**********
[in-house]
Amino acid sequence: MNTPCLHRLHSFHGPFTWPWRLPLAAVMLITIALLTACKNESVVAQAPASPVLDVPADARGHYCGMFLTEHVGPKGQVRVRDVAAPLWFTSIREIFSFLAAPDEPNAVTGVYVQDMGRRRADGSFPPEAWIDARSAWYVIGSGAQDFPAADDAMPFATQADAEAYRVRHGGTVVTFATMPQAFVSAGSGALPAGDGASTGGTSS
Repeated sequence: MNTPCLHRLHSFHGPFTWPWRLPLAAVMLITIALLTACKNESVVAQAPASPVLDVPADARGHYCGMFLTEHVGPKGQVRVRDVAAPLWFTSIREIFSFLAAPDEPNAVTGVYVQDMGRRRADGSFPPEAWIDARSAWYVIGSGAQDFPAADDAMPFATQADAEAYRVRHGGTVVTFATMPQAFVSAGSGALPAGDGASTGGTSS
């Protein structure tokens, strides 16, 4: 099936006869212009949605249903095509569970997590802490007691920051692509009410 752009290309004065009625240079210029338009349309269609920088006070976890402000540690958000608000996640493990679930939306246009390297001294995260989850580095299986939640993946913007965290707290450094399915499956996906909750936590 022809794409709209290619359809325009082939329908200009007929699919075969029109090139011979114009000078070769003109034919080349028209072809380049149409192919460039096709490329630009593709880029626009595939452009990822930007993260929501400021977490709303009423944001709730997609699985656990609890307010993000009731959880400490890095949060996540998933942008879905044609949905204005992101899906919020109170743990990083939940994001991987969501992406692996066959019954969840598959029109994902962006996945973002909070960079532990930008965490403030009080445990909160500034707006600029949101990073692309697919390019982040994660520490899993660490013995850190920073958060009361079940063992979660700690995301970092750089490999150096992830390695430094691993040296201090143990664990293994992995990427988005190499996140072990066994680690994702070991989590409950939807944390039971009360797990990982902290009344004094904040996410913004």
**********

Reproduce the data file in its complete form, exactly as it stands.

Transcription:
[in-house]
Amino acid sequence: MNTPCLHRLHSFHGPFTWPWRLPLAAVMLITIALLTACKNESVVAQAPASPVLDVPADARGHYCGMFLTEHVGPKGQVRVRDVAAPLWFTSIREIFSFLAAPDEPNAVTGVYVQDMGRRRADGSFPPEAWIDARSAWYVIGSGAQDFPAADDAMPFATQADAEAYRVRHGGTVVTFATMPQAFVSAGSGALPAGDGASTGGTSS
Repeated sequence: MNTPCLHRLHSFHGPFTWPWRLPLAAVMLITIALLTACKNESVVAQAPASPVLDVPADARGHYCGMFLTEHVGPKGQVRVRDVAAPLWFTSIREIFSFLAAPDEPNAVTGVYVQDMGRRRADGSFPPEAWIDARSAWYVIGSGAQDFPAADDAMPFATQADAEAYRVRHGGTVVTFATMPQAFVSAGSGALPAGDGASTGGTSS
């Protein structure tokens, strides 16, 4: 099936006869212009949605249903095509569970997590802490007691920051692509009410 752009290309004065009625240079210029338009349309269609920088006070976890402000540690958000608000996640493990679930939306246009390297001294995260989850580095299986939640993946913007965290707290450094399915499956996906909750936590 022809794409709209290619359809325009082939329908200009007929699919075969029109090139011979114009000078070769003109034919080349028209072809380049149409192919460039096709490329630009593709880029626009595939452009990822930007993260929501400021977490709303009423944001709730997609699985656990609890307010993000009731959880400490890095949060996540998933942008879905044609949905204005992101899906919020109170743990990083939940994001991987969501992406692996066959019954969840598959029109994902962006996945973002909070960079532990930008965490403030009080445990909160500034707006600029949101990073692309697919390019982040994660520490899993660490013995850190920073958060009361079940063992979660700690995301970092750089490999150096992830390695430094691993040296201090143990664990293994992995990427988005190499996140072990066994680690994702070991989590409950939807944390039971009360797990990982902290009344004094904040996410913004």